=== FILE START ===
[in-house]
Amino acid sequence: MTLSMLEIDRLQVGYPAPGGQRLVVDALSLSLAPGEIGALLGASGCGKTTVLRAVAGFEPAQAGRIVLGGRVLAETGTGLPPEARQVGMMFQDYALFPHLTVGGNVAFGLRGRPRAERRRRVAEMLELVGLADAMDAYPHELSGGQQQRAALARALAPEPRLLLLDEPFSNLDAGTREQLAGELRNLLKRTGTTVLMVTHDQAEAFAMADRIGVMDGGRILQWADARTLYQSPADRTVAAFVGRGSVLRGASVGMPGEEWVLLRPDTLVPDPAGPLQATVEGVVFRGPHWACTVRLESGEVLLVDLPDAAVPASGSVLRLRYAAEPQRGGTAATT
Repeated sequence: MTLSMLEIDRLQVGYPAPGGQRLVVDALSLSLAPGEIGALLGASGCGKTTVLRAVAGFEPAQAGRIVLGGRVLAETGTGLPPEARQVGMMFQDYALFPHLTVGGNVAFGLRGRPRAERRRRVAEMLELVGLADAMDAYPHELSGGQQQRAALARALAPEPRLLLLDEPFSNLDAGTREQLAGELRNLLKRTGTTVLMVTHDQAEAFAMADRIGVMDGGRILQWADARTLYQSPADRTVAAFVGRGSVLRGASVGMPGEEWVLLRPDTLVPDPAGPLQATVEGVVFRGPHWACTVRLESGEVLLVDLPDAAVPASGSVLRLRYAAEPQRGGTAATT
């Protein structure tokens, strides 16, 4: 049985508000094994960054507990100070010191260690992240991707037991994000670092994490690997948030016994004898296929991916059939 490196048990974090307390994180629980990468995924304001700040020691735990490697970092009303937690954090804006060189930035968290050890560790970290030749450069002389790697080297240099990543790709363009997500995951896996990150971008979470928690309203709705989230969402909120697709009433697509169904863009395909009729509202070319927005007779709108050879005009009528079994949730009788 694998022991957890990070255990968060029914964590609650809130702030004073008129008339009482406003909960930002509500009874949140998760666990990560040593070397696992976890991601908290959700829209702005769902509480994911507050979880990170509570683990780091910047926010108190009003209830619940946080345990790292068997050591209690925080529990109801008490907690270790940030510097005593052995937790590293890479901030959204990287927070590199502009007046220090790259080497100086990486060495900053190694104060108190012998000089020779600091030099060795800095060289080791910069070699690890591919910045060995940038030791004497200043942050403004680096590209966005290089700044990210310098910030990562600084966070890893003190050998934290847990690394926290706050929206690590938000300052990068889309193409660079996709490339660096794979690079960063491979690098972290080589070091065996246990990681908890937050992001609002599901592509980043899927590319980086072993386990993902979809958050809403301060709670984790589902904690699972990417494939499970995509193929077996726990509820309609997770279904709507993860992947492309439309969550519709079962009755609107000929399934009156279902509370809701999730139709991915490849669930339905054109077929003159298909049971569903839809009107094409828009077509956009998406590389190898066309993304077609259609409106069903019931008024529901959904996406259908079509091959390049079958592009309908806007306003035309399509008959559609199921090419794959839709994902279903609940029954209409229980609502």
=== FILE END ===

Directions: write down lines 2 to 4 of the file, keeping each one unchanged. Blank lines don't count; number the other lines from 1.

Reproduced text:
Amino acid sequence: MTLSMLEIDRLQVGYPAPGGQRLVVDALSLSLAPGEIGALLGASGCGKTTVLRAVAGFEPAQAGRIVLGGRVLAETGTGLPPEARQVGMMFQDYALFPHLTVGGNVAFGLRGRPRAERRRRVAEMLELVGLADAMDAYPHELSGGQQQRAALARALAPEPRLLLLDEPFSNLDAGTREQLAGELRNLLKRTGTTVLMVTHDQAEAFAMADRIGVMDGGRILQWADARTLYQSPADRTVAAFVGRGSVLRGASVGMPGEEWVLLRPDTLVPDPAGPLQATVEGVVFRGPHWACTVRLESGEVLLVDLPDAAVPASGSVLRLRYAAEPQRGGTAATT
Repeated sequence: MTLSMLEIDRLQVGYPAPGGQRLVVDALSLSLAPGEIGALLGASGCGKTTVLRAVAGFEPAQAGRIVLGGRVLAETGTGLPPEARQVGMMFQDYALFPHLTVGGNVAFGLRGRPRAERRRRVAEMLELVGLADAMDAYPHELSGGQQQRAALARALAPEPRLLLLDEPFSNLDAGTREQLAGELRNLLKRTGTTVLMVTHDQAEAFAMADRIGVMDGGRILQWADARTLYQSPADRTVAAFVGRGSVLRGASVGMPGEEWVLLRPDTLVPDPAGPLQATVEGVVFRGPHWACTVRLESGEVLLVDLPDAAVPASGSVLRLRYAAEPQRGGTAATT
């Protein structure tokens, strides 16, 4: 049985508000094994960054507990100070010191260690992240991707037991994000670092994490690997948030016994004898296929991916059939 490196048990974090307390994180629980990468995924304001700040020691735990490697970092009303937690954090804006060189930035968290050890560790970290030749450069002389790697080297240099990543790709363009997500995951896996990150971008979470928690309203709705989230969402909120697709009433697509169904863009395909009729509202070319927005007779709108050879005009009528079994949730009788 694998022991957890990070255990968060029914964590609650809130702030004073008129008339009482406003909960930002509500009874949140998760666990990560040593070397696992976890991601908290959700829209702005769902509480994911507050979880990170509570683990780091910047926010108190009003209830619940946080345990790292068997050591209690925080529990109801008490907690270790940030510097005593052995937790590293890479901030959204990287927070590199502009007046220090790259080497100086990486060495900053190694104060108190012998000089020779600091030099060795800095060289080791910069070699690890591919910045060995940038030791004497200043942050403004680096590209966005290089700044990210310098910030990562600084966070890893003190050998934290847990690394926290706050929206690590938000300052990068889309193409660079996709490339660096794979690079960063491979690098972290080589070091065996246990990681908890937050992001609002599901592509980043899927590319980086072993386990993902979809958050809403301060709670984790589902904690699972990417494939499970995509193929077996726990509820309609997770279904709507993860992947492309439309969550519709079962009755609107000929399934009156279902509370809701999730139709991915490849669930339905054109077929003159298909049971569903839809009107094409828009077509956009998406590389190898066309993304077609259609409106069903019931008024529901959904996406259908079509091959390049079958592009309908806007306003035309399509008959559609199921090419794959839709994902279903609940029954209409229980609502």